Melissa Magstadt, South Dakota Secretary of Health

Preventing Illness Associated with Animal Contact

Child petting a goat at a petting zoo.Petting zoos and fairs give people of all ages the exciting opportunity to interact with animals face-to-face. This allows people to learn more about animals but it can also put people at risk of becoming ill from these animals.

All animals, animal environments (fences, buckets, gates, etc.), or animal products are potentially contaminated with pathogens. Even healthy animals can carry germs that make people sick and should be treated as such. Common pathogens include Campylobacteriosis, Salmonellosis, and Shiga toxin-producing E. coli. Baby animals are especially likely to have these germs because they haven't had a chance to become immune to them.

How can I reduce my risk of getting sick from animals at a petting zoo or fair?

  • Wash your hands with soap and running water for at least 20 seconds upon exiting animal areas even if you did not touch an animal. All animals can carry germs that make people sick. Download posters here.
  • If no running water and soap is available, hand sanitizer may be used until you are able to wash your hands.
  • Don't touch your mouth.
  • Wash your hands before you eat, drink, smoke, or chew (tobacco, gum, etc.).
  • Keep food, drinks, baby bottles, pacifiers, and toys out of animal areas.
  • Park strollers outside of animal areas.
  • Children younger than 5 years old should be supervised while interacting with the animals and during hand washing. Young children are more likely to get sick because they often touch surfaces contaminated with animal feces and are more likely to put their hands in their mouths.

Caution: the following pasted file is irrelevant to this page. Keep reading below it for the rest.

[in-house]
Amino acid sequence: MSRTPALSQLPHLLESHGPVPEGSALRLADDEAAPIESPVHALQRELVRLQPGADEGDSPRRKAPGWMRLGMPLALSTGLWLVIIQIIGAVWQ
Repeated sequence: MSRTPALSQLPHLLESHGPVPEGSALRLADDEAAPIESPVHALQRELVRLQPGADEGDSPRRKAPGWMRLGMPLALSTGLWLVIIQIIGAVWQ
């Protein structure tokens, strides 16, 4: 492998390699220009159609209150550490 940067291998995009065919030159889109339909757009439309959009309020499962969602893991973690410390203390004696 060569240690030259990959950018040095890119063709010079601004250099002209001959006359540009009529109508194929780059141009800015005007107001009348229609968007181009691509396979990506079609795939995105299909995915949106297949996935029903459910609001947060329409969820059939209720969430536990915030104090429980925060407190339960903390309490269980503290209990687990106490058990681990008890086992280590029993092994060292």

Who is at risk?

Infections can occur in people of all ages, however three groups of individuals are at highest risk:

  1. Young children (<5 years old)
  2. People 65 years and older
  3. Immunocompromised individuals

Symptoms of Infection

The most common symptoms are diarrhea and abdominal pain. Other symptoms may include vomiting, fever, cramps, and bloody diarrhea. People with mild symptoms usually recover without treatment. However, these illnesses can lead to hospitalizations and severe complications also can occur.

South Dakota Data

A high percentage of diarrheal illnesses in South Dakota from 2013-2017 had animal exposure.

Disease Cases Percent Animal Contact
Campylobacteriosis 1,794 71.7%
Salmonellosis 1,108 51.1%
Shiga toxin-producing E. coli 320 67.5%


Animal exposure prior to diarrheal illness was most common among 5-14 year olds for Campylobacteriosis, and infants under one year of age for Salmonellosis and Shiga toxin-producing E. coli.


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